Forty years ago, Congress passed Title IX of the Education Amendments of 1972 to ensure equal opportunity in education for all students, from kindergarten through postgraduate school, regardless of sex. This landmark legislation states:
No person in the United States shall, on the basis of sex, be excluded from participation in, be denied the benefits of, or be subjected to discrimination under any educational program or activity receiving federal financial assistance.
-20 U.S.C. 1681
The National Coalition for Women and Girls in Education summarized the current status of Title IX: Girls and women have made great strides in education since the passage of Title IX. The days when girls were told that they couldn’t take shop or advanced math are, for the most part, gone. Females make up a growing proportion of students in many math, science, and technology-related fields.
Given greater opportunities to participate in athletics, they are now doing so in record numbers. They have also made gains in career and technical education at the high school and community college levels. Time and time again, girls and women have proved that they have the interest and aptitude to succeed in areas once considered the exclusive purview of males.
Despite tremendous progress, however, challenges to equality in education still exist. Women’s advancement in some areas, including computer science and engineering, has stagnated and even declined in recent years. Pregnant and parenting students are frequently subjected to unlawful policies and practices that deter them from completing their education. Nearly half of all middle and high school students report being sexually harassed in school. And single-sex classrooms often cater to stereotypes about how boys and girls learn, to the detriment of both sexes.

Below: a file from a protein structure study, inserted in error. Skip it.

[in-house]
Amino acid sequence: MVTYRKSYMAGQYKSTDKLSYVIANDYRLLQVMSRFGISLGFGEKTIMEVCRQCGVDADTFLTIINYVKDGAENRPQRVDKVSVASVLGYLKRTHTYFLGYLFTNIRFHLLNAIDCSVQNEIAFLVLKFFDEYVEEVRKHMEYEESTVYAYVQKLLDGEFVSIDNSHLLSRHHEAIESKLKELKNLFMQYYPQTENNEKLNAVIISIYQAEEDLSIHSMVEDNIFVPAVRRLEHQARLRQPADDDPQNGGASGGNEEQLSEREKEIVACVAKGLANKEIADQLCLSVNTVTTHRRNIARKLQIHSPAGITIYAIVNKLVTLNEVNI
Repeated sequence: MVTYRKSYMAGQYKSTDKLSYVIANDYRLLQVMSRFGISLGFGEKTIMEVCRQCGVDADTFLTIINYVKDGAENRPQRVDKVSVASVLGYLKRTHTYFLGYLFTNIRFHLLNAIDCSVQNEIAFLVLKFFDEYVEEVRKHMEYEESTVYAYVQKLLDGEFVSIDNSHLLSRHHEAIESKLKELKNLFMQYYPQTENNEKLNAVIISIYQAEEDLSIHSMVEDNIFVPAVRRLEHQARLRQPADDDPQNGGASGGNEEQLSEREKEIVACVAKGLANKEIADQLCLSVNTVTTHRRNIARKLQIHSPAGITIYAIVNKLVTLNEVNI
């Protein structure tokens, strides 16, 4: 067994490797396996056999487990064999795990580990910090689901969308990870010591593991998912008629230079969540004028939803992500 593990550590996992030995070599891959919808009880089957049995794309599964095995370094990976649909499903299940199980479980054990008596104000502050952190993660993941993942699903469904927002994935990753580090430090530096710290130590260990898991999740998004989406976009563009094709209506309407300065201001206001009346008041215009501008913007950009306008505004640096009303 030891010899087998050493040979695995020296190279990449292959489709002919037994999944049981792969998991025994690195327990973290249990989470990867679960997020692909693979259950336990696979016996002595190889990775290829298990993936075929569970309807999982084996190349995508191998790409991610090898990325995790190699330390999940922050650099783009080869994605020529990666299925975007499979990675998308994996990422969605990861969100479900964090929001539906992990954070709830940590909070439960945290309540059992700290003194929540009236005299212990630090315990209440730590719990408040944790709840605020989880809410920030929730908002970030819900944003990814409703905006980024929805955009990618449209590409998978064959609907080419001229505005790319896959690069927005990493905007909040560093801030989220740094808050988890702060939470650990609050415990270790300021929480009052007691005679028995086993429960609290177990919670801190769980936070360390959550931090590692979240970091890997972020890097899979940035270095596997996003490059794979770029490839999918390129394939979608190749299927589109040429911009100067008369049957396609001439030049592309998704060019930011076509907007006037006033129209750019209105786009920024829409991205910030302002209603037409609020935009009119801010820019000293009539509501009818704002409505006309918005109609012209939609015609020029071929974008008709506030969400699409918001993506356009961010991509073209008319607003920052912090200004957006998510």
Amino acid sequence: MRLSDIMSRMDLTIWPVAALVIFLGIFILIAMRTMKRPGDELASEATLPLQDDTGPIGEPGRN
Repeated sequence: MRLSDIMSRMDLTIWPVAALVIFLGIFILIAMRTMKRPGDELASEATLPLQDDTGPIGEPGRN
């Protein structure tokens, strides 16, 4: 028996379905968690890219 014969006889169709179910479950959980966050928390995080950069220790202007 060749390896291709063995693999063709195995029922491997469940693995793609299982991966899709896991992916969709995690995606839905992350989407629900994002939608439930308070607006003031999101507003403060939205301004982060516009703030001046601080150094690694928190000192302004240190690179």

These and other challenges affect the ability of all students – male and female- to get the most out of their education. This in turn endangers the ability of U.S. schools and universities to produce skilled workers who can succeed in an increasingly competitive global marketplace.
Last year, the Office of Civil Rights received nearly 6000 Title IX complaints. That number is both astonishing and frustrating. We must do better for women and girls. Therefore, the Oakland/Macomb chapter of NOW has decided to take action. We want to partner with the 51 school districts in Oakland and Macomb counties to ensure the effective implementation of Title IX.
First, school districts were surveyed about their Title IX program. Due to insufficient response, no conclusions could be drawn. Next, we enlisted the help of high school interns to audit each district’s website for information about Title IX, including the name and contact information of their Title IX coordinator and the procedure for filing a complaint or grievance. Out of 51 school districts in Oakland and Macomb counties, 13 districts had complete Title IX information, 19 districts had no information, and 19 districts had some information. We then sent letters to each district with our findings, requested compliance with Title IX, and provided them with Title IX resources from the Office of Civil Rights. We plan to follow-up with another audit of district websites to see if districts have complied and meet with those districts that need additional support. Together, we can make a difference.
Written by: Martha O'Kray, Oakland/Macomb MI NOW Chair of Title IX